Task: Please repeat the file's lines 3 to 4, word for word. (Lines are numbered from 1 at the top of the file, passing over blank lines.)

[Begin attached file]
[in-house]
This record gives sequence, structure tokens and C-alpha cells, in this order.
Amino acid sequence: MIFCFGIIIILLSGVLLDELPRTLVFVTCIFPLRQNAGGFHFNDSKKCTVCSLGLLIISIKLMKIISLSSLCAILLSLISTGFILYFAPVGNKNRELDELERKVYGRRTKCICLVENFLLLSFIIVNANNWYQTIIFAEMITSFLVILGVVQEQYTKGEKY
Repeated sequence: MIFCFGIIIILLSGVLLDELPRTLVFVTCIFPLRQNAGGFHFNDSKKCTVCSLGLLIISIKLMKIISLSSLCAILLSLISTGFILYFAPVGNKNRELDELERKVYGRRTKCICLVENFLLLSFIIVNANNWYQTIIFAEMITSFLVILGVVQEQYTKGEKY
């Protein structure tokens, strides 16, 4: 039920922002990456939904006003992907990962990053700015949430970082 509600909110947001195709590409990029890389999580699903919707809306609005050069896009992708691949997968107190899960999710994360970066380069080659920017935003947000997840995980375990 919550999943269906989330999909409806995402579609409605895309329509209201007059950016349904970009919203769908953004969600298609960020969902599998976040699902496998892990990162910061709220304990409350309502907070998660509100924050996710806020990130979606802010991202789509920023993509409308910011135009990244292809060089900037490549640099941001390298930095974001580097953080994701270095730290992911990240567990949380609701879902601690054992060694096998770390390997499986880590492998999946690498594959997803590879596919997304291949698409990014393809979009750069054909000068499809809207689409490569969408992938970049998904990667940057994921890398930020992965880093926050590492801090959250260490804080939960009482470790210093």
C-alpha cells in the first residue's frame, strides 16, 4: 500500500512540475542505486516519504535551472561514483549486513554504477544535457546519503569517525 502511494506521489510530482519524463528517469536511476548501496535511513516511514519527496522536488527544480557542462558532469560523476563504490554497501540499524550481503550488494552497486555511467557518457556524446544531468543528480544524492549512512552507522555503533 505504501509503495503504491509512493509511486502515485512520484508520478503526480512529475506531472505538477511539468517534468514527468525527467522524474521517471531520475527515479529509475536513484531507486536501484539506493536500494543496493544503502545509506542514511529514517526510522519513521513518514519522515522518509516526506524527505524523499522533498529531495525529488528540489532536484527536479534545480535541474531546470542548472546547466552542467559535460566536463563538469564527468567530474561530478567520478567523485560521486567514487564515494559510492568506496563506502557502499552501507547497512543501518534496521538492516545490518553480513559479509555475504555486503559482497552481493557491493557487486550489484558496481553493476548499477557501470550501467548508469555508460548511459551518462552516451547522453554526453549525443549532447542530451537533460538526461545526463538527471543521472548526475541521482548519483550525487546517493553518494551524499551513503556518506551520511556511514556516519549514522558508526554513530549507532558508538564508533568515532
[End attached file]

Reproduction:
Amino acid sequence: MIFCFGIIIILLSGVLLDELPRTLVFVTCIFPLRQNAGGFHFNDSKKCTVCSLGLLIISIKLMKIISLSSLCAILLSLISTGFILYFAPVGNKNRELDELERKVYGRRTKCICLVENFLLLSFIIVNANNWYQTIIFAEMITSFLVILGVVQEQYTKGEKY
Repeated sequence: MIFCFGIIIILLSGVLLDELPRTLVFVTCIFPLRQNAGGFHFNDSKKCTVCSLGLLIISIKLMKIISLSSLCAILLSLISTGFILYFAPVGNKNRELDELERKVYGRRTKCICLVENFLLLSFIIVNANNWYQTIIFAEMITSFLVILGVVQEQYTKGEKY